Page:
In April 2013, Gov. Bill Haslam won removal of claims from trial courts and placed them before an administrative agency. His proposal also narrowed the definition of work-related injury, restricted the method of calculation of benefits, set treatment guidelines, and has sought to reduce lawyer involvement and speed the process. Furthermore, the measure forbids a pro-claimant or remedial interpretation of the statute. Ironically, when states first adopted workers’ compensation systems, a goal of most was to remove these matters from courts because they were seen as favoring industry over the rights of injured workers. Today, pro-worker advocates condemn and business interests applaud removal of these claims from Tennessee’s Chancery and Circuit Courts and lodging them with a new state agency because they view elected judges as too generous to employees.
We return where we began with the great Justice Holmes. He said: “The law embodies the story of a nation’s development through many centuries, and it cannot be dealt with as if it contained only the axioms and corollaries of a book of mathematics.”
The history of workers’ compensation confirms Holmes’ conclusion. Worker’s compensation, despite all its fixed standards and tables, is much more than a mathematical formulation of economic efficiencies. The state of the law, and more particularly for our purpose, the state of workers’ compensation law, reflects the decency of our society at any given moment. How we treat our fellow citizens injured while striving to earn a living says much about us as a people. So far, we have rejected the notion of “survival of the fittest” when it comes to workplace injury. Time will only tell if we will remain, at the very least, as decent as pirates.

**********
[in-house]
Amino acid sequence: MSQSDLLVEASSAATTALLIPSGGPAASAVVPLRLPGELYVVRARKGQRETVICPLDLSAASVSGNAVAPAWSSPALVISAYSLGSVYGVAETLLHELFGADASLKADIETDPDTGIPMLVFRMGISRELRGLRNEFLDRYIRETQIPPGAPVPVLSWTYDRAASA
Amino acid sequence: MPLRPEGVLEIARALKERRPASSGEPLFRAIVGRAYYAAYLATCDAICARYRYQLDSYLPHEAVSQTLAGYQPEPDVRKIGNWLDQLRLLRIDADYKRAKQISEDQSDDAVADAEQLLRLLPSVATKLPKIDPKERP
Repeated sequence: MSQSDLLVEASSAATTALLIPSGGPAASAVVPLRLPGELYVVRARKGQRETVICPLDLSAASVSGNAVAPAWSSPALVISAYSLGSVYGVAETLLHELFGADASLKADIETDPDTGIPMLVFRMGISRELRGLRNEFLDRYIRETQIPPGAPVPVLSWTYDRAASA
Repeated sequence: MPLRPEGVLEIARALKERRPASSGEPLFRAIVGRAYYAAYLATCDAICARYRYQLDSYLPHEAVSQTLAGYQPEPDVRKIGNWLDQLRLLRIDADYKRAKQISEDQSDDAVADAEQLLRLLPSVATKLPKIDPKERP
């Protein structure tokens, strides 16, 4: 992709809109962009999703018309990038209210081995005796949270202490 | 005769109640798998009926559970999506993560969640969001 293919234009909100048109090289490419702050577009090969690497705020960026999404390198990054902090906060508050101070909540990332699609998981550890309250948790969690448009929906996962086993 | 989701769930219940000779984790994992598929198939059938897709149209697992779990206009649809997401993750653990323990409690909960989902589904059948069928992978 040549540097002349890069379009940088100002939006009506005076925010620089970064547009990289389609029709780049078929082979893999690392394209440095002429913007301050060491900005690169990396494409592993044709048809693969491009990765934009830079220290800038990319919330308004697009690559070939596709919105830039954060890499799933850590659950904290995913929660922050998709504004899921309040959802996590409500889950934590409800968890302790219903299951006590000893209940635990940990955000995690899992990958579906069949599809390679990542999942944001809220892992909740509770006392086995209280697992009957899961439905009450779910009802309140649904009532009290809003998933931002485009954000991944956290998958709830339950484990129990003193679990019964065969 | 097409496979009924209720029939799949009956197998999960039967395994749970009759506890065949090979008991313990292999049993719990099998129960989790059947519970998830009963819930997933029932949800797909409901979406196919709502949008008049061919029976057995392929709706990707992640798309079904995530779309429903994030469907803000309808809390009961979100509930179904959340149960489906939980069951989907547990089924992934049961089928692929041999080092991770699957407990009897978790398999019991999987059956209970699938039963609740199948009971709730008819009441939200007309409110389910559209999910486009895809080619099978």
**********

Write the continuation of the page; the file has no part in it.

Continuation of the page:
- Oliver Wendell Holmes Jr., The Common Law 1 (1881).
- See Russell Fowler, Workers’ Compensation, in Encyclopedia of World Poverty 1176-77 (Mehmet Odekon ed., 2006).
- See John H. Langbein et al., History of the Common Law: The Development of Anglo-American Legal Institutions 901 (2009).
- See id.
- See Charles Rembar, The Law of the Land: Evolution of Our Legal System 95-98 (1980).
- See David Cordingly, Under the Black Flag: The Romance and the Reality of Life Among Pirates 97 (1995).
- See Russell Fowler, Workers’ Compensation, in Encyclopedia of World Poverty 1177 (Mehmet Odekon ed., 2006).
- See John H. Langbein et al., History of the Common Law: The Development of Anglo-American Legal Institutions 900-901 (2009).
- See id. at 901.
- Russell Fowler, Workers’ Compensation, in the Encyclopedia of World Poverty 1177-78 (Mehmet Odekon ed., 2006).
- Lawrence M. Friedman, A History of American Law 682 (2nd ed., 1985).
- Russell Fowler, Workers’ Compensation, in the Encyclopedia of World Poverty 1178 (Mehmet Odekon ed., 2006).
- See Ruth Anne Thompson, “A Free and Untrammeled Judiciary: The Tennessee Supreme Court, 1910-1946,” in A History of the Tennessee Supreme Court 202 (James W. Ely Jr., ed., 2002).
- Id. at 203.
- Davis v. Aetna Life and Casualty Co. 603 S.W.2d 718 (Tenn. 1980); see also Carl A. Pierce, “The Tennessee Supreme Court and the Struggle for Independence, Accountability, and Modernization, 1974-1998” in A History of the Tennessee Supreme Court 286 (James W. Ely Jr., ed., 2002).
- Clanton v. Cain-Sloan Company 677 S.W.2d 441 (Tenn. 1984); see also Carl A. Pierce, “The Tennessee Supreme Court and the Struggle for Independence, Accountability and Modernization, 1974-1998” in A History of the Tennessee Supreme Court 291 (James W. Ely Jr., ed., 2002).
RUSSELL FOWLER is associate director of Legal Aid of East Tennessee (LAET) and since 1999 has been adjunct professor of political science at the University of Tennessee at Chattanooga. He served as the law clerk to Chancellor Neal Small in Memphis and earned his law degree at the University of Memphis in 1987. Fowler has more than 40 publications on law and legal history, including works for the American Bar Association, the Smithsonian Institution, the New England Law Review, the Journal of Supreme Court History, and the Tennessee Bar Journal.